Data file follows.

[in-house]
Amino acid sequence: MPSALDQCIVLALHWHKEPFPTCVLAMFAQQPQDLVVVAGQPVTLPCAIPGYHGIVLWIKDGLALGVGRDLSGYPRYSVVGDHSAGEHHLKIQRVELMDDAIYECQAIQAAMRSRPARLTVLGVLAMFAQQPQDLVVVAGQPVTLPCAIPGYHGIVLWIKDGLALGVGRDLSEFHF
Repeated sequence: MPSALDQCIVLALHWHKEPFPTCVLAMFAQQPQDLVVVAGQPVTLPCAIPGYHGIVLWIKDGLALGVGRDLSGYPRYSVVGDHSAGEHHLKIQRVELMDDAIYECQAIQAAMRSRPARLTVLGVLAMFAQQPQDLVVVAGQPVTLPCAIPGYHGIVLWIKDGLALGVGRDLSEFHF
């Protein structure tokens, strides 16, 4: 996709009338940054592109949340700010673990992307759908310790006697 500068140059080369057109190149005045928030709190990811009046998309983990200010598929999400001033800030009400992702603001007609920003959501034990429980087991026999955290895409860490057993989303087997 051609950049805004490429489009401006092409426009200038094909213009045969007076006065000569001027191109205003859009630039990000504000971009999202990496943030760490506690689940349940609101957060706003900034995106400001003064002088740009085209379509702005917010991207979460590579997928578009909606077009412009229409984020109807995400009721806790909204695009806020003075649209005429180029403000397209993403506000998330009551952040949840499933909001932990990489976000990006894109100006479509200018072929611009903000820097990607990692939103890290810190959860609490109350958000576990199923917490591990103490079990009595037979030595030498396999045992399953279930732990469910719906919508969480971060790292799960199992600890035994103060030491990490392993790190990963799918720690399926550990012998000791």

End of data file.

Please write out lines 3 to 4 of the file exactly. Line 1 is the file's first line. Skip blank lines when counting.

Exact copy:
Repeated sequence: MPSALDQCIVLALHWHKEPFPTCVLAMFAQQPQDLVVVAGQPVTLPCAIPGYHGIVLWIKDGLALGVGRDLSGYPRYSVVGDHSAGEHHLKIQRVELMDDAIYECQAIQAAMRSRPARLTVLGVLAMFAQQPQDLVVVAGQPVTLPCAIPGYHGIVLWIKDGLALGVGRDLSEFHF
């Protein structure tokens, strides 16, 4: 996709009338940054592109949340700010673990992307759908310790006697 500068140059080369057109190149005045928030709190990811009046998309983990200010598929999400001033800030009400992702603001007609920003959501034990429980087991026999955290895409860490057993989303087997 051609950049805004490429489009401006092409426009200038094909213009045969007076006065000569001027191109205003859009630039990000504000971009999202990496943030760490506690689940349940609101957060706003900034995106400001003064002088740009085209379509702005917010991207979460590579997928578009909606077009412009229409984020109807995400009721806790909204695009806020003075649209005429180029403000397209993403506000998330009551952040949840499933909001932990990489976000990006894109100006479509200018072929611009903000820097990607990692939103890290810190959860609490109350958000576990199923917490591990103490079990009595037979030595030498396999045992399953279930732990469910719906919508969480971060790292799960199992600890035994103060030491990490392993790190990963799918720690399926550990012998000791």